Ms. Sylvia Lasalandra Frodella has done it again! Having challenged the stigma associated with PMAD s in her candid bestselling book, A Daughter s Touch, she has now decided there needs to be an endpoint to the mother guilt! Specifically, she feels that: * That there needs to be a time when mother and child acknowledge and celebrate the relationship that inevitably emerges with the restoration of health. * That we need to slam and expose the idea that love and happiness were absent at birth because the agony of PMAD s may have obscured such feelings. Mommy, were you happy the day I was born? , goes straight to the question recovered mothers often fear... Have I somehow irreparably damaged my child because I could not be fully emotionally present at birth? How do I answer this question? We read so much about the guilt associated with PMAD s. Guilt that the partner is overburdened, guilt about needing help, guilt about the financial costs of recovery, guilt about disappointing loved ones when this unwanted response to motherhood emerges. This guilt does absolutely NO good and may protract recovery. Please raise your hand if you have never experienced mother guilt despite the best possible birth experience? What, no hands? I didn t think so. Thankfully, babies and children are incredibly resilient and weather transient emotional storms like the little troopers they were meant to be! But maternal guilt can be a haunting, persistent presence for recovered mothers despite ensuing healthy years of joy and boundless shared love. It can cause second guessing about behavior, development, personality traits, and feelings of somehow having to make it up to the child. Sylvia s not buying it. So she wrote a book for her precious daughter Melina to pre-emptively answer, once and for all, a question that might arise one day. Sylvia Lasalandra s book Mommy were you happy the day I was born? is a touching dialogue between mother and daughter which takes place on a single normative day in their joyous life. While basking in each other s obvious love and attention, the child gradually gains confidence to ask the question her little heart has pondered. And the answer is incredibly powerful in its refusal to deny what was and always will be present. The sun behind a cloud has still risen. Love behind pain is still present. Sylvia wanted to create a permanent record about this aspect of PMAD s tendency to make moms second guess their own truths. The smoke and mirrors of PMAD confusion is a destructive mirage. One which makes a mother doubt herself and her worthiness to experience maternal love. Sylvia understands this better than most. She is, after all, a PMAD survivor and nationally known PPD advocate. She has brought audiences to tears with her honest revelations about what she endured. And one day, her grade school daughter will be old enough to read her book, understand her mother s mission and face her own child. This may be a book for Melina but it is also for every mother who has dreaded this question and been silenced by phantom guilt. What I love most about this book is that PMAD s don t get top billing. Activities like shopping, story telling, prayers at bedtime and brushing teeth walk us through their daily ritual. In the mother-daughter discussion, there is no specific reference to PMAD s. When the question is posed Mommy were you happy the day I was born? , the dialogue that ensues could have been generated by any number of life circumstances causing disruption around birth. Instead, the book emphasizes the supremity of the maternal spirit, the resiliency of mother and child and leaves no doubt that illness is no match for the visceral connection that prevails, despite the great pain that may have come before. Congratulations Sylvia! Susan Dowd Stone, MSW, LCSW --empowher.com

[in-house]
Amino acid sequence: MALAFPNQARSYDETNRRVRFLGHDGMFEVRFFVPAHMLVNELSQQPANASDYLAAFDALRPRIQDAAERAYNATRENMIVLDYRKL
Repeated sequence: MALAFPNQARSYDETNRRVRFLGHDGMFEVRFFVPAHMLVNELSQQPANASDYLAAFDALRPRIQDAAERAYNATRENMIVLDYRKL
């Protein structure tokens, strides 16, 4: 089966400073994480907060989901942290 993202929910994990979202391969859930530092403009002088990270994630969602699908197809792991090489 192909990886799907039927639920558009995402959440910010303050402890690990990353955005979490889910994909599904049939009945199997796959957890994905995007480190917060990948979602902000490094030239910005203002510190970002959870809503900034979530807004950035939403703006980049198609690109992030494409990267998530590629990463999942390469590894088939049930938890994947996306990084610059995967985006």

Sylvia Lasalandra, author of --Postpartumprogress.com
Sylvia Lasalandra, author of the book A Daughter's Touch, has recently published a children's book based on her experience with postpartum depression. It's called "Mommy, Were You Happy the Day I Was Born?" She created the book especially for her daughter Melina. One of the lovely things about it is that she doesn't go into the gory details of PPD, which I don't think is necessary to do with a young child, but very briefly touches on "not being able to show love the way she wanted to" when her daughter was an infant... - Katherine Stone --Postpartumprogress.com
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Book Description Quattro M Publishing, 2011. Condition: New. Michael LaDuca (illustrator). book. Seller Inventory # M0578078635